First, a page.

Barton Industries expects next year's annual dividend, D1, to be $1.80 and it expects dividends...

Question:

Barton Industries expects next year's annual dividend, D1, to be $1.80 and it expects dividends to grow at a constant rate g = 4.5%. The firm's current common stock price, P0, is $22.90. If it needs to issue new common stock, the firm will encounter a 4.8% flotation cost, F. Assume that the cost of equity calculated without the flotation adjustment is 12% and the cost of old common equity is 11.5%.

What is the flotation cost adjustment that must be added to its cost of retained earnings? Round answer to 2 decimal places. Do not round intermediate calculations.

Flotation Adjustment:

When firms issue new stocks, they must pay flotation costs that include underwriting fees and other transaction costs. Therefore, when estimating the cost of equity raised through new stock issuance, the flotation cost must be incorporated.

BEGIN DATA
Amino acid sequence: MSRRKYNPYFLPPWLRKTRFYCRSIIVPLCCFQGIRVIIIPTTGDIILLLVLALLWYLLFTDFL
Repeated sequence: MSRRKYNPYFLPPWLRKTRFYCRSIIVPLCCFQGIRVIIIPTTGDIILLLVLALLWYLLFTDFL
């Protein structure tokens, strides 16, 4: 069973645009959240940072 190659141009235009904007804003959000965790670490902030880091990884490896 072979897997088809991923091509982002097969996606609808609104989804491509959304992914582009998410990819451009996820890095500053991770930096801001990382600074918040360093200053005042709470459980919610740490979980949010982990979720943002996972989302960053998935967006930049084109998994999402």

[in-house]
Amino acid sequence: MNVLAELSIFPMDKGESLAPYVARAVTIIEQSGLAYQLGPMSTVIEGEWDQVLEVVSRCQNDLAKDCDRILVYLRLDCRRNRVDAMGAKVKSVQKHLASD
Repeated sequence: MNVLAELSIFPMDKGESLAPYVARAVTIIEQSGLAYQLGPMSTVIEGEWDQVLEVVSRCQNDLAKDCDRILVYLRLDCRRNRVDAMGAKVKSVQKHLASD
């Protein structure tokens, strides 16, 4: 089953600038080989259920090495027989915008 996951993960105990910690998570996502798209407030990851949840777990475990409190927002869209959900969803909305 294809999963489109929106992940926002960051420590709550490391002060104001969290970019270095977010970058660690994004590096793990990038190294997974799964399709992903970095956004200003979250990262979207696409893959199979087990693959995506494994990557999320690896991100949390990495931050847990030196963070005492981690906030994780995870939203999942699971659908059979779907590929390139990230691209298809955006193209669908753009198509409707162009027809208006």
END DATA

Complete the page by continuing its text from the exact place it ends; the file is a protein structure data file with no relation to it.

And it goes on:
Answer and Explanation:

We can use the dividend growth model to answer the question. According to the model,

  • stock price = next dividend / (required return - dividend growth rate)

This pricing formula also implies the following:

  • required return = next dividend / stock price + dividend growth rate

First we can compute the cost of retained earnings using current stock price:

  • cost of retained earnings = 1.8/ 22.90 + 4.5%
  • cost of retained earnings = 12.36%

Next we can compute the cost of new equity. If the firm issues new stocks, the price per share it can receive is the current price net of flotation costs, i.e., 22.90*(1 - 4.8%) = 21.8008. Applying the dividend growth model again, the cost of new equity is:

  • cost of new equity = 1.8/ 21.8008 + 4.5%
  • cost of new equity = 12.76%

The flotation cost adjustment = 12.76% - 12.36% = 0.4%.


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Cost of Capital: Flotation Cost, NPV & Internal Equity

from Corporate Finance: Help & Review

Chapter 3 / Lesson 18
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